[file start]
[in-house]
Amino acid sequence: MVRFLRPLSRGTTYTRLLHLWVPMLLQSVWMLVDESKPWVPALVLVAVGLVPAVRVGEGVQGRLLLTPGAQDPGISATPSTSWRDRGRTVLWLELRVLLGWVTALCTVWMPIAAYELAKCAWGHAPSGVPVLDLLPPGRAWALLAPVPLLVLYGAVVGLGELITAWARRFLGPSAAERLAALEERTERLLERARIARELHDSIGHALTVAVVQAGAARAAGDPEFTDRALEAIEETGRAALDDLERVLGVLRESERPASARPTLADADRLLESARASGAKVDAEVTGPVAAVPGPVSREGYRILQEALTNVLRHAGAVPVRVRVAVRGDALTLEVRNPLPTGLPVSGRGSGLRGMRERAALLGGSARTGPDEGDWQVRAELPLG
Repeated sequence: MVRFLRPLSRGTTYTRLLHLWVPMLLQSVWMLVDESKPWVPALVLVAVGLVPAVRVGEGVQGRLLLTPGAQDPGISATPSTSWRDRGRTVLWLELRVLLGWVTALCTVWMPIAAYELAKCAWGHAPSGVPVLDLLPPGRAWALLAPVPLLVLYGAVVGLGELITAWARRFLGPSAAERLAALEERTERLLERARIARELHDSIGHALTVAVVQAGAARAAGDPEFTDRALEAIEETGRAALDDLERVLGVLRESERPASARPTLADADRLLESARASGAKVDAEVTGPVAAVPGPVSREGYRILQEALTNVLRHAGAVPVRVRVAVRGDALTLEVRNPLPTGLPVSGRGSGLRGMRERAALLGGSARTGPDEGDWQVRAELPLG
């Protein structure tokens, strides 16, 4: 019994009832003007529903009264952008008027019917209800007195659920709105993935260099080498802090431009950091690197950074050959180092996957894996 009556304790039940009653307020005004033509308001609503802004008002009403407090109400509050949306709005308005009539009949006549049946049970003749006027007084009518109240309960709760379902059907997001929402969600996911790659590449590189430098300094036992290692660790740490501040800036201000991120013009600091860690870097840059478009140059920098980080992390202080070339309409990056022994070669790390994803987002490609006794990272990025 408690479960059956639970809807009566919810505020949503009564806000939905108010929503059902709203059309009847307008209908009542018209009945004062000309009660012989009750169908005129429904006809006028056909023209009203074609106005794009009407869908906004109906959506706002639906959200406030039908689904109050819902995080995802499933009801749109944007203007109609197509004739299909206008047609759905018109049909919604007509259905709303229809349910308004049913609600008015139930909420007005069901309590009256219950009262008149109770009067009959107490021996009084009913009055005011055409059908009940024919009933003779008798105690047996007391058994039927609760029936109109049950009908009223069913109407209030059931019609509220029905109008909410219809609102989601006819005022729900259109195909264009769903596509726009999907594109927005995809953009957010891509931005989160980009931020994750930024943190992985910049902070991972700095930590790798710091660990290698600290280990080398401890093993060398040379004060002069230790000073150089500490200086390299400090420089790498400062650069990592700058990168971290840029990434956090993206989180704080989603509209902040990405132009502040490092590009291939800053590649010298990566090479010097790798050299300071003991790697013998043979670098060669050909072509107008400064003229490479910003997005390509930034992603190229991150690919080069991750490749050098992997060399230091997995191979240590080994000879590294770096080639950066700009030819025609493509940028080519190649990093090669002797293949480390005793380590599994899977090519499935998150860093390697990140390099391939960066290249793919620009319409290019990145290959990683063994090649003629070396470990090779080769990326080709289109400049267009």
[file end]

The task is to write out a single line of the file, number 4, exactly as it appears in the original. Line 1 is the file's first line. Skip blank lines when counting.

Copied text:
């Protein structure tokens, strides 16, 4: 019994009832003007529903009264952008008027019917209800007195659920709105993935260099080498802090431009950091690197950074050959180092996957894996 009556304790039940009653307020005004033509308001609503802004008002009403407090109400509050949306709005308005009539009949006549049946049970003749006027007084009518109240309960709760379902059907997001929402969600996911790659590449590189430098300094036992290692660790740490501040800036201000991120013009600091860690870097840059478009140059920098980080992390202080070339309409990056022994070669790390994803987002490609006794990272990025 408690479960059956639970809807009566919810505020949503009564806000939905108010929503059902709203059309009847307008209908009542018209009945004062000309009660012989009750169908005129429904006809006028056909023209009203074609106005794009009407869908906004109906959506706002639906959200406030039908689904109050819902995080995802499933009801749109944007203007109609197509004739299909206008047609759905018109049909919604007509259905709303229809349910308004049913609600008015139930909420007005069901309590009256219950009262008149109770009067009959107490021996009084009913009055005011055409059908009940024919009933003779008798105690047996007391058994039927609760029936109109049950009908009223069913109407209030059931019609509220029905109008909410219809609102989601006819005022729900259109195909264009769903596509726009999907594109927005995809953009957010891509931005989160980009931020994750930024943190992985910049902070991972700095930590790798710091660990290698600290280990080398401890093993060398040379004060002069230790000073150089500490200086390299400090420089790498400062650069990592700058990168971290840029990434956090993206989180704080989603509209902040990405132009502040490092590009291939800053590649010298990566090479010097790798050299300071003991790697013998043979670098060669050909072509107008400064003229490479910003997005390509930034992603190229991150690919080069991750490749050098992997060399230091997995191979240590080994000879590294770096080639950066700009030819025609493509940028080519190649990093090669002797293949480390005793380590599994899977090519499935998150860093390697990140390099391939960066290249793919620009319409290019990145290959990683063994090649003629070396470990090779080769990326080709289109400049267009």